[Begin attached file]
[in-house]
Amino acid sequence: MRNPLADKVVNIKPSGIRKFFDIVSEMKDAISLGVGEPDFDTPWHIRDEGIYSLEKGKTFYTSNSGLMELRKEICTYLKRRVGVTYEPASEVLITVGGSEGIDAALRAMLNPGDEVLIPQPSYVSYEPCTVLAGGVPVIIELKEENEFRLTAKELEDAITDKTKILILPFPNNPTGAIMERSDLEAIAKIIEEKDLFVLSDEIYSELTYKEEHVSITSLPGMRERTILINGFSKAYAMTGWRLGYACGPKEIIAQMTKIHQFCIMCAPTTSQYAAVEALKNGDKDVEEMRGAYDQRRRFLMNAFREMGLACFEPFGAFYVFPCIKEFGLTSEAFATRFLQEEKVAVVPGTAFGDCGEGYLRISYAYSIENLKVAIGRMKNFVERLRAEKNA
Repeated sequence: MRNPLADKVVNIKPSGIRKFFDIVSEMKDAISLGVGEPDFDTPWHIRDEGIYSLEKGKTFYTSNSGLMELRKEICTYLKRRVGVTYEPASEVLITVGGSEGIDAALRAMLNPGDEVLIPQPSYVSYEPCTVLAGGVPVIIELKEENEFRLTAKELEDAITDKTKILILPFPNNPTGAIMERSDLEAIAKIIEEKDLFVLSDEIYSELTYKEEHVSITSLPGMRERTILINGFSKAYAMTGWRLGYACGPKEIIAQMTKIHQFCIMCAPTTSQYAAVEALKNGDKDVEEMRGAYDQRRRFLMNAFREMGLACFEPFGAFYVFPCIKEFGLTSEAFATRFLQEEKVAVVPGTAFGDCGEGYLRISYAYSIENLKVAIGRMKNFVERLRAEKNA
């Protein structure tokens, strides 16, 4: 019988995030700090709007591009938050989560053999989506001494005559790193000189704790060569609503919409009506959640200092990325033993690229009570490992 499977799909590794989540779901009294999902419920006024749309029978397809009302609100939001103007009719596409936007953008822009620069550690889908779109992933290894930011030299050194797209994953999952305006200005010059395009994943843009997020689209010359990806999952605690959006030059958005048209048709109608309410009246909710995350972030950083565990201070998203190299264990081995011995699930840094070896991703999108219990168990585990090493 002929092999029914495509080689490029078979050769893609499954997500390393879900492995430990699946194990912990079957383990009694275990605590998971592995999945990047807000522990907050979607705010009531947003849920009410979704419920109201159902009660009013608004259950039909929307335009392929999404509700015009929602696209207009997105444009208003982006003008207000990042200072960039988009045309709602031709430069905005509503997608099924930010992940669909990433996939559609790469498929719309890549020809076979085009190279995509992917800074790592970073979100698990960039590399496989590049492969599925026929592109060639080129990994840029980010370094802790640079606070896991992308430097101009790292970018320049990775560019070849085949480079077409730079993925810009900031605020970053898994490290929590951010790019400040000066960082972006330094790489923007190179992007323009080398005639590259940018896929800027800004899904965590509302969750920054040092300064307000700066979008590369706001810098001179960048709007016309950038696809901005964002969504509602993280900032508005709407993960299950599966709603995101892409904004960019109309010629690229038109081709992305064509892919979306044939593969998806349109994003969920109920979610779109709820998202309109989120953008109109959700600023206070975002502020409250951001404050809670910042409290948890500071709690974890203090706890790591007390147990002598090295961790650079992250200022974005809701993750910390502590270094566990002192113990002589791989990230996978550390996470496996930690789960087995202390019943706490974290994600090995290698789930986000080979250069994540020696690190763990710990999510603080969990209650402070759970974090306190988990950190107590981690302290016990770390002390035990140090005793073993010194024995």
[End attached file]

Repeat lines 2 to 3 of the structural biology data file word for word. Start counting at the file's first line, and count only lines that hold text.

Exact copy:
Amino acid sequence: MRNPLADKVVNIKPSGIRKFFDIVSEMKDAISLGVGEPDFDTPWHIRDEGIYSLEKGKTFYTSNSGLMELRKEICTYLKRRVGVTYEPASEVLITVGGSEGIDAALRAMLNPGDEVLIPQPSYVSYEPCTVLAGGVPVIIELKEENEFRLTAKELEDAITDKTKILILPFPNNPTGAIMERSDLEAIAKIIEEKDLFVLSDEIYSELTYKEEHVSITSLPGMRERTILINGFSKAYAMTGWRLGYACGPKEIIAQMTKIHQFCIMCAPTTSQYAAVEALKNGDKDVEEMRGAYDQRRRFLMNAFREMGLACFEPFGAFYVFPCIKEFGLTSEAFATRFLQEEKVAVVPGTAFGDCGEGYLRISYAYSIENLKVAIGRMKNFVERLRAEKNA
Repeated sequence: MRNPLADKVVNIKPSGIRKFFDIVSEMKDAISLGVGEPDFDTPWHIRDEGIYSLEKGKTFYTSNSGLMELRKEICTYLKRRVGVTYEPASEVLITVGGSEGIDAALRAMLNPGDEVLIPQPSYVSYEPCTVLAGGVPVIIELKEENEFRLTAKELEDAITDKTKILILPFPNNPTGAIMERSDLEAIAKIIEEKDLFVLSDEIYSELTYKEEHVSITSLPGMRERTILINGFSKAYAMTGWRLGYACGPKEIIAQMTKIHQFCIMCAPTTSQYAAVEALKNGDKDVEEMRGAYDQRRRFLMNAFREMGLACFEPFGAFYVFPCIKEFGLTSEAFATRFLQEEKVAVVPGTAFGDCGEGYLRISYAYSIENLKVAIGRMKNFVERLRAEKNA